Panamax and beyond: the story of ship sizes



Richard Joy, Commissioning Editor, Port Technology International, London


As the Panama Canal has historically been such a vital passageway in the development of global trade, the size of the original canal locks have given root to a ship size-specification that was long the standard for global shipping: the Panamax.

The Panamax (see diagram) is defined by having a beam (the width of a vessel) of 32m, allowing it to just squeeze into the 33.5m Panamanian locks. This size of ship was crafted in the 1980s after the mass development of the TEU (twenty-foot equivalent unit) container in the previous decade; the combined factors of a boom in international trade and a nascent globalised capitalism rendered the containership an ideal form of cargo movement.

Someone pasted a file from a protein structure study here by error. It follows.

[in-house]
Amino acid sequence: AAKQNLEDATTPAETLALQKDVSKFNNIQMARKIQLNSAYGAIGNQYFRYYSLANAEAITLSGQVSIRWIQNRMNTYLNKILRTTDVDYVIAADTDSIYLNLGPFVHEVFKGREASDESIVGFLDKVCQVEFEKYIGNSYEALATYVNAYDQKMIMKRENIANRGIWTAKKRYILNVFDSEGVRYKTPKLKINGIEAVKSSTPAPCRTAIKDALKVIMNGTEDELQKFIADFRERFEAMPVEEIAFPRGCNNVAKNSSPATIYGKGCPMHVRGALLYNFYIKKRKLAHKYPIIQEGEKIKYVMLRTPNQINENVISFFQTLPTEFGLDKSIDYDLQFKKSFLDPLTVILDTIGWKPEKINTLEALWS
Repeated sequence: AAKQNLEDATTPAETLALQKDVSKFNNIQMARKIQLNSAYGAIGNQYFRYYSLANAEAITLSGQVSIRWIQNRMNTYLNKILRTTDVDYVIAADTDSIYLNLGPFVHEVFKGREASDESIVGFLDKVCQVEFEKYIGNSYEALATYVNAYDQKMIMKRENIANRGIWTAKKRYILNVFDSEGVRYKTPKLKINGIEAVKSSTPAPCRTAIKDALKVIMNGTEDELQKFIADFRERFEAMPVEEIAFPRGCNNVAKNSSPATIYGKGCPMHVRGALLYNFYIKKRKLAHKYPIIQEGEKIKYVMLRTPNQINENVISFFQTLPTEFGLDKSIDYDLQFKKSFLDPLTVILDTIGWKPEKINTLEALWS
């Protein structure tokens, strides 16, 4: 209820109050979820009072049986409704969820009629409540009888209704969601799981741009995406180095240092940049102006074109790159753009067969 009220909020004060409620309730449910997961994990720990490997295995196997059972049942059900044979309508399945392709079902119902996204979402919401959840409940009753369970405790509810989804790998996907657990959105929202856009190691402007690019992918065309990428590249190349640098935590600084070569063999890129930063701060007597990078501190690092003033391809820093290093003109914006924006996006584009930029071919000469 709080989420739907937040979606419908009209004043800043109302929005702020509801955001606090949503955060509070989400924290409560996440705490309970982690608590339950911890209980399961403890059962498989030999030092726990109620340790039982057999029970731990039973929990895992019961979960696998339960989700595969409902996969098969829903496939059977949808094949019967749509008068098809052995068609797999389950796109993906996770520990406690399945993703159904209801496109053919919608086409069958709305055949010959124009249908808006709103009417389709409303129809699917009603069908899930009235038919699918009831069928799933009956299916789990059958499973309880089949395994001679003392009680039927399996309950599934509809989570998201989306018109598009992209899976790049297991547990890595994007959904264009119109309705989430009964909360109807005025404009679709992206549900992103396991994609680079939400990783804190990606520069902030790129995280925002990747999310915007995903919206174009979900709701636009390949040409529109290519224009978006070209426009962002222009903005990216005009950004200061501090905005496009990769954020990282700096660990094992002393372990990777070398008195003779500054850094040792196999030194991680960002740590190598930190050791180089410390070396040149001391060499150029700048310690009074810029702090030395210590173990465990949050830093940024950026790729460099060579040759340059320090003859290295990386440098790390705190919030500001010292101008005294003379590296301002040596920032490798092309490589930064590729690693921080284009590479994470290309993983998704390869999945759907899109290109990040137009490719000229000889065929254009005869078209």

Therefore, the size specification for a ship regarding its capacity is measured by the amount of TEU it can hold, and by the mid-80s, the Panamax could haul up to 4,500. However with trade branching all over the globe, there was a desire to get even bigger yet.

Creating the post-Panamax was a risk. Draft (how deep a ship extends underneath the water) was an issue, as was capacity at ports; and also, whether the infrastructures at ports could handle the post-Panamax loads and the fact that shippers would have to redefine global trade routes. However, yet again, demand from a global market rendered the post-Panamax a reality, and by the millennium ships of up to 8,000 TEU had been established on service routes around the globe.

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